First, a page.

How I Made That Image

IN THE BEGINNING…

When I started in this incredible industry over 10 years ago, I hunted for inspiration. I really had to go out of my way to find images that made me say “Wow! How the hell did they do that?”

In 2020, we are bombarded by information and image overload, whether we search for it or not, with all of the exponential growth of social media, Google and AI. All we have to do is mention something to someone in passing and our smart devices will be listening, only to freak us out at the first opportunity with its findings in the form of posts, pop-ups and adverts the moment we look at our screens.


HOPELESSNESS IS IRRELEVANT

How is this relevant to the topic of this article you may ask? Today we face an onslaught of outstanding and awe inspiring images on social media that can leave many photographers feeling paralyzed with fear that they’re not capable or good enough to compete in a marketplace that has never been more competitive or fierce.

That said, there really is no need to worry; help is at hand! Particularly with amazing resources like Scott Kelby’s blog, its vast reservoir of knowledge and experience; there’s really no reason to feel like you have to go it alone, or indeed feel alone period.


PROVENANCE

In this feature I want to share how some of my award-winning images were created by breaking down my thought processes on the shoot, technical settings, and lighting setups to try and provoke thought and inspire ideas for you. The key here is to understand my thought process; after all, camera settings and lighting setups replicated in isolation are as good as knowing nothing about the image at all if you don’t understand what triggered certain ideas or decisions under the pressure of the situation.

This is the essence of authenticity, of provenance; using your vision, experience, expertise and ability to cope under pressure… basically you’re extracting the best of your personality and ability as a professional and as an artist and imbuing the image with something truly unique.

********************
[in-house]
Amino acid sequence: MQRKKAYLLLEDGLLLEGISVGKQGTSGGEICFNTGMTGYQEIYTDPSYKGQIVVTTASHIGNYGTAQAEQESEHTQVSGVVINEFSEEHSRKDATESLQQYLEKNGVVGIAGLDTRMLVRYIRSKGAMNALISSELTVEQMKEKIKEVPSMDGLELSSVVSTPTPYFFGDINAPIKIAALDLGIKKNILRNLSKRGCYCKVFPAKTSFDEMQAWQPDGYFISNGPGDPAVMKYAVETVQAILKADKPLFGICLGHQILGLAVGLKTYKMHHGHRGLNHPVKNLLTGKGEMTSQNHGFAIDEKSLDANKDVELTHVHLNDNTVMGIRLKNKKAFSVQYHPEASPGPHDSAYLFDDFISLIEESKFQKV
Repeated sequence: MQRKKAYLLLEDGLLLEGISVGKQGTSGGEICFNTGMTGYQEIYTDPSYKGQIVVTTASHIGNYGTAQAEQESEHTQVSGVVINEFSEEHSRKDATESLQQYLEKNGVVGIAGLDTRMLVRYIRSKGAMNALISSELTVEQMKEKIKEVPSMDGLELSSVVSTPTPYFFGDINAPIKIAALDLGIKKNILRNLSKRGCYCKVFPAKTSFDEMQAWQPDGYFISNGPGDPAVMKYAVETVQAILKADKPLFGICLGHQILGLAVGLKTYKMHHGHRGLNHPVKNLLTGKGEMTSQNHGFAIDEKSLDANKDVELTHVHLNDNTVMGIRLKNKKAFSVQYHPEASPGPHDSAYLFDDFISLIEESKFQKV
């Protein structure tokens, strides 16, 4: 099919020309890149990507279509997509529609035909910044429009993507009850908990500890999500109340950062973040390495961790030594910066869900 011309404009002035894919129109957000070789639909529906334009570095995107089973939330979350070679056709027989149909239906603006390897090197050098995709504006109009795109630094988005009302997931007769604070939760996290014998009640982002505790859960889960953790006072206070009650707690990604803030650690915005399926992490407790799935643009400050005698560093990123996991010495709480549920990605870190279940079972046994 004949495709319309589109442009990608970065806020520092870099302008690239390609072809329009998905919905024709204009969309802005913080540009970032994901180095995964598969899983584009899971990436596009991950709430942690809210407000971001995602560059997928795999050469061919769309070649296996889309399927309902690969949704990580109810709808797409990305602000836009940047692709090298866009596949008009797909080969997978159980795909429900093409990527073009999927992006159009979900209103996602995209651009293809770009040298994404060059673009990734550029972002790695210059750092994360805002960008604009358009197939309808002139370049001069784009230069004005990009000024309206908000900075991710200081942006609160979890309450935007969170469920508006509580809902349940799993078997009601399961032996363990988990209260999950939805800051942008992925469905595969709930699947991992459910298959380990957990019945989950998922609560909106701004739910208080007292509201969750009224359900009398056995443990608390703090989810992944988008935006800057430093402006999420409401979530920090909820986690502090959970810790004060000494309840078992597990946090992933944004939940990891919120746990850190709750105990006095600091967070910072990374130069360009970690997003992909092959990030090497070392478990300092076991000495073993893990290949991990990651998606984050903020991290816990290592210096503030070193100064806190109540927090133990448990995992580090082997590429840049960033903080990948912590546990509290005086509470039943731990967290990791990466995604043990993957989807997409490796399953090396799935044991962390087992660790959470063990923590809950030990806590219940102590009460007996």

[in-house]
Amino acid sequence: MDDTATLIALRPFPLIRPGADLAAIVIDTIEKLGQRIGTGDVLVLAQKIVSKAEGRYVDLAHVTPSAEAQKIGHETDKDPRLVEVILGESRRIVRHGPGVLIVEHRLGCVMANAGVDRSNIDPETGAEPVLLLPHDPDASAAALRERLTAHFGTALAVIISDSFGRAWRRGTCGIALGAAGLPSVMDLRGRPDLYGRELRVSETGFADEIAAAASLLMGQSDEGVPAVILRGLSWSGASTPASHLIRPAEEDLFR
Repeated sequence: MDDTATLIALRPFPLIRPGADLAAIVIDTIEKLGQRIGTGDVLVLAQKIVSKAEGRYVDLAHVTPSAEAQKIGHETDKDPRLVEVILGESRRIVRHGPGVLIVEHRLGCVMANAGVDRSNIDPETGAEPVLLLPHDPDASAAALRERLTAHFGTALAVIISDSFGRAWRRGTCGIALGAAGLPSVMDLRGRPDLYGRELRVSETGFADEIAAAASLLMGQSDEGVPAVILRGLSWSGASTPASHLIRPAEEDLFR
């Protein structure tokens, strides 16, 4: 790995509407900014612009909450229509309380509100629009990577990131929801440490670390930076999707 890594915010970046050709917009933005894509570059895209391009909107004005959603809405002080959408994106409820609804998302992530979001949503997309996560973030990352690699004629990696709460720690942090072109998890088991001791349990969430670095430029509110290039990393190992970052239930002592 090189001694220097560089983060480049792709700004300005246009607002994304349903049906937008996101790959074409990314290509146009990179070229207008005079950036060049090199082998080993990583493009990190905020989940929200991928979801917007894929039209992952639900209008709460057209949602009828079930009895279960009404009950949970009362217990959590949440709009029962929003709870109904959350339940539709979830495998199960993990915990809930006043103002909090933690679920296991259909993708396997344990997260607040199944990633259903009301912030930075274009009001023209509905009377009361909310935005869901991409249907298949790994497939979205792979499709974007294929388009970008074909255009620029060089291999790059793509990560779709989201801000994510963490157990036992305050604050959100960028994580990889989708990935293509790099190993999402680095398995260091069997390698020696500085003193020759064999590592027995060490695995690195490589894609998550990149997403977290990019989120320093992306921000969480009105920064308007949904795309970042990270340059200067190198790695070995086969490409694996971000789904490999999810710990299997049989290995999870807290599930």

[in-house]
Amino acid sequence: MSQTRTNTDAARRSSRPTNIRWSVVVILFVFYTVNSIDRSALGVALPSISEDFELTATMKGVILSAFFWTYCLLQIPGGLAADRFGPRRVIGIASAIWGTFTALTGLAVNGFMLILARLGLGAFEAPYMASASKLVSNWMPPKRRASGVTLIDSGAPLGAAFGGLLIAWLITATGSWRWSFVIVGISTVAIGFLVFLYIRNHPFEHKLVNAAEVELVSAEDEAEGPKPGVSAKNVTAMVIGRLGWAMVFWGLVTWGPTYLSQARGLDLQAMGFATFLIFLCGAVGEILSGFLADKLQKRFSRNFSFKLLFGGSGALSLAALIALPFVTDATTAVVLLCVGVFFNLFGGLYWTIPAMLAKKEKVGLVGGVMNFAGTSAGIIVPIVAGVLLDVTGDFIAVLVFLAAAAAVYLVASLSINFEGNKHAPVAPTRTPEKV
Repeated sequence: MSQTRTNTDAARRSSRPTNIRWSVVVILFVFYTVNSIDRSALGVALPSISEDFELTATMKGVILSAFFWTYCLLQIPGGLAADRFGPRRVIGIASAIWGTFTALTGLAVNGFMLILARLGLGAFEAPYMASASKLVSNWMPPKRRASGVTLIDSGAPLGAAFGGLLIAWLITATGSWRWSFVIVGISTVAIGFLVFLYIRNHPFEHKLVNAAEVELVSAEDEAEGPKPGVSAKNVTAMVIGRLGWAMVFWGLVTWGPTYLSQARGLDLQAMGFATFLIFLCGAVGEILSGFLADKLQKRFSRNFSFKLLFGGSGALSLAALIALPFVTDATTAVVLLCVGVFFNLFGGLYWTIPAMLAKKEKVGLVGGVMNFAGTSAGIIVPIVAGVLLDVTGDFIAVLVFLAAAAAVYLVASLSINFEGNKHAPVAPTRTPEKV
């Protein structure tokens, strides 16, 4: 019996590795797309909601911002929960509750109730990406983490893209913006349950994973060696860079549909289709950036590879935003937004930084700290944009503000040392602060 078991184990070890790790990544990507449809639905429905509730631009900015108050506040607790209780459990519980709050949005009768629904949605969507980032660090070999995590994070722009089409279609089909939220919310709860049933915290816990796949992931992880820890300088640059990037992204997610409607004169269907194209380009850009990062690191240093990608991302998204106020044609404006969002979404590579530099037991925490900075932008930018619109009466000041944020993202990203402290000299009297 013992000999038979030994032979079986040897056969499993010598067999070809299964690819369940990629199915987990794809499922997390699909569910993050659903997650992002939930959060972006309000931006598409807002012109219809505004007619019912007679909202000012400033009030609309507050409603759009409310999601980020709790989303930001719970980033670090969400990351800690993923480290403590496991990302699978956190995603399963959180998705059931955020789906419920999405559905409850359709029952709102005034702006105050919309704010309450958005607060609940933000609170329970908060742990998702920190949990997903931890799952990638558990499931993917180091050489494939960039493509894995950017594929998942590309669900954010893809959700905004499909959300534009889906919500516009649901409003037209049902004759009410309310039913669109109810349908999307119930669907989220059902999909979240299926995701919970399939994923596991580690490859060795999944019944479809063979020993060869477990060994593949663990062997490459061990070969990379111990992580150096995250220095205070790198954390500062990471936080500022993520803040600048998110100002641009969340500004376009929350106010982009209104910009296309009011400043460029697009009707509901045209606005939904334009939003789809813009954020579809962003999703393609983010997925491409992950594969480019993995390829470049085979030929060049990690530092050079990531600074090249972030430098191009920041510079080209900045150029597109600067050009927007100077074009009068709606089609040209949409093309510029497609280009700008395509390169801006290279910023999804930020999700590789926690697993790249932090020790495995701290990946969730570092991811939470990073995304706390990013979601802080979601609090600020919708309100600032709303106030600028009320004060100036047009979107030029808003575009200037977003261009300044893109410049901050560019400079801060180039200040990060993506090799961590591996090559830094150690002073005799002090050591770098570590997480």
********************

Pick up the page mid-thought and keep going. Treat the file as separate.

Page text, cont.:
This is my approach with each of these images – I use what I know about my clients, their story, my equipment and my understanding and belief in my own tastes; I know what appeals to me and what doesn’t to create a solid start point.


‘FROM LONDON WITH LOVE’

Canon 1DS Mk3, 16-35mm f/2.8, 1/250 sec, f/11, ISO 50, 24mm, 3x Profoto Strobes

For example, this image was from the couple’s engagement shoot in London’s Hyde Park. They wanted an image that embodied their love, their cool relaxed demeanour, their style as a couple and their lifestyle which was achieved through the way I posed them alongside his car (which in this case says a lot about him) in an area of London in which they live. The emotion in this image is embodied in their pose, connection and expressions and enhanced with dramatic lighting.

I only had moments to set this image up because of the extremely tight security in London. Despite this, I used 3 lights to create this image because the impact of the concept demanded it. I used one gridded flash to camera left in front of the car set low down to illuminate the front of the Aston Martin and to provide a rim light for the bride. I used one unmodified bare bulb flash to camera right at a high angle to light the rear of the car and provide a rim-light to the groom. The third light had a quarter CTO gelled light on the couple to give them a soft, warm, comforting tone. I had to slightly underexpose for the failing light of the sky by stopping down to f/11 and setting the shutter to the cameras’ sync speed at the lowest possible ISO. The small aperture had the added effect of creating the star bursts from the light reflecting off the car in camera.

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Of all the visual arts, photography has historically been most prized for capturing reality. Snapshots that preserve the truth of the way life was. Black and white impressions of caissons wheeling bodies off the field of battle during the American Civil War gave mute but powerful testimony to the horrors of battle. From unsmiling tintypes to migrant mothers and now ubiquitous sunset family portraits, we instinctively see these images as depictions of reality.

But, of course, they’re not.

Almost since the inception of photography, people have been trying to capture the world not as it is, but how they saw it. From the “decisive moment” to staged poses and careful post production manipulation, photographers have always aimed to create visuals that represent their own ideas. Certainly there is truth involved, but of a much more complex sort that is, more often than not, exaggerated in some way.